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Angels’ Shohei Ohtani announces his plans, delivers first All-Star hit

LOS ANGELES — Shohei Ohtani called his shot.

Sort of.

Before Ohtani stepped to the plate to lead off the All-Star Game, the Angels’ two-way star announced to the world – and to Dodgers pitcher Clayton Kershaw – in an on-deck circle interview with Fox’s Tom Verducci what he planned to do.

“First pitch, first swing,” Ohtani said in English. “That’s it.”

Ohtani said later that it was no joke. He said through his interpreter that he was “100 percent” swinging at anything that Kershaw threw him.

Ohtani got a 91 mph fastball off the outside corner and he broke his bat as he flared it into center field, for his first All-Star Game hit.

“Obviously I wish I had hit it square or a swing and a miss,” Ohtani said. “Somewhere in the middle, I wasn’t too happy about that.”

Kershaw, making his first All-Star start, said he planned all along to throw a first-pitch fastball.

“He didn’t hit it over the fence, so it was a win and we can move on,” Kershaw said.

Even better for Kershaw, he was able to quickly erase Ohtani, who was leaning the wrong way when Kershaw threw to first, picking him off. Both Kershaw and Ohtani had a laugh as Ohtani headed back to the dugout.

“I was not expecting that,” Ohtani said. “I guess my name is going to be in the papers, whether it’s good or bad.”

Kershaw said he wasn’t even trying to pick off Ohtani.

“I just kind of lobbed it over there,” he said. “I didn’t know what pitch to throw yet, so just kind of giving myself a second and I got him.”

Ohtani walked in his next trip to the plate, and this time he stayed at first for the rest of the inning.

That was the end of Ohtani’s second trip to the All-Star Game, which was both more and less eventful than his first.

Last year in Denver, Ohtani went hitless in two trips to the plate, but he also pitched a scoreless inning. Although he was selected as a pitcher and the designated hitter again this year – a feat no one but him had ever accomplished – he declined to pitch in the game this year.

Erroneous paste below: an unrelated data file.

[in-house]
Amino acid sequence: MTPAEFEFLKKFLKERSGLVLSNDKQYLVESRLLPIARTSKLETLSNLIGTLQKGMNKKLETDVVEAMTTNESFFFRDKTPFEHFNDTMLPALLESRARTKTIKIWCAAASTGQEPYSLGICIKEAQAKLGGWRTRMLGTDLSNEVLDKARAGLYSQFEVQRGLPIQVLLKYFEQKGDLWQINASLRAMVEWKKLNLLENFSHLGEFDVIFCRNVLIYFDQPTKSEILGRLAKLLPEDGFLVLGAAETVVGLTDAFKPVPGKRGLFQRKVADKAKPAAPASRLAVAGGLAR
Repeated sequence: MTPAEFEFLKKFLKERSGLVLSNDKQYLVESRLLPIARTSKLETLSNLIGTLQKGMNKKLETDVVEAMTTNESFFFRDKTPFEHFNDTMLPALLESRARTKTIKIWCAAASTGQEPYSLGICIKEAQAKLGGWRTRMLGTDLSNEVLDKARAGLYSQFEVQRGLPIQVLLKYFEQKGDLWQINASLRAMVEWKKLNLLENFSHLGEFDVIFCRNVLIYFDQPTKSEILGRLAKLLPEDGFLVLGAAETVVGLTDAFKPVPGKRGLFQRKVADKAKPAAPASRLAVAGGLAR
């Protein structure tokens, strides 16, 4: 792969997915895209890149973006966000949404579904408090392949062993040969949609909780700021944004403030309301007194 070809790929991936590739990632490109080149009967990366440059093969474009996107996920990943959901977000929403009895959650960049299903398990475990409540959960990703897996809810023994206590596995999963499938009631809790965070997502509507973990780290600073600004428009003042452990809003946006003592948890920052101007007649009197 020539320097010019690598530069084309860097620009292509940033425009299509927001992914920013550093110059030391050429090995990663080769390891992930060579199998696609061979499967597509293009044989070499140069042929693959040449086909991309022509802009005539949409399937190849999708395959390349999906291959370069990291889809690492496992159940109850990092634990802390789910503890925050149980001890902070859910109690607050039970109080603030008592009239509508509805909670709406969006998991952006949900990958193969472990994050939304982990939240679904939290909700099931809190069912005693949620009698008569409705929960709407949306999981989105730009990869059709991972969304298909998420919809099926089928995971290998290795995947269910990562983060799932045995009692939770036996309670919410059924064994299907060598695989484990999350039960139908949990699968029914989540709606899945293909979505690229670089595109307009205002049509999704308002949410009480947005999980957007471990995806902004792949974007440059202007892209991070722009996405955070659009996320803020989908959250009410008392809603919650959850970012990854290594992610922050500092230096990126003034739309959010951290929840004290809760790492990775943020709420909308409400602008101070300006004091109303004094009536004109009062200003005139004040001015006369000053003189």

Ohtani preferred to pitch for the Angels on Friday instead of Saturday because that worked out better for his second-half schedule. That precluded him from pitching in the All-Star Game.

Ohtani conceded that he was not as fatigued this year because he didn’t pitch, but he said that he still prefers to do both.

“I think it’s the way for me to express myself, playing both ways,” Ohtani said. “Whether is the All-Star Game or regular season I take it the same.”

Obviously, Ohtani is defined by his success as a two-way player, which is why players from around the majors still marvel at his performance.

While Ohtani was batting in the third inning, New York Yankees pitcher Gerrit Cole and Atlanta Braves pitcher Max Fried were both mic’d up in their respective dugouts and they gushed over Ohtani.

“It’s so impressive,” Cole said.

A couple of hours earlier, Hall of Famer Dave Winfield stood around the cage during the American League’s batting practice.

Winfield was a two-way star at the University of Minnesota in 1973, leading his team into the College World Series. Scouts believed he had the tools to be a first-round pick in either role, but the San Diego Padres took with him with the fourth overall pick and brought him straight to the big leagues as an outfielder. Winfield, who was also drafted by NFL, NBA and ABA teams, never pitched in the majors.

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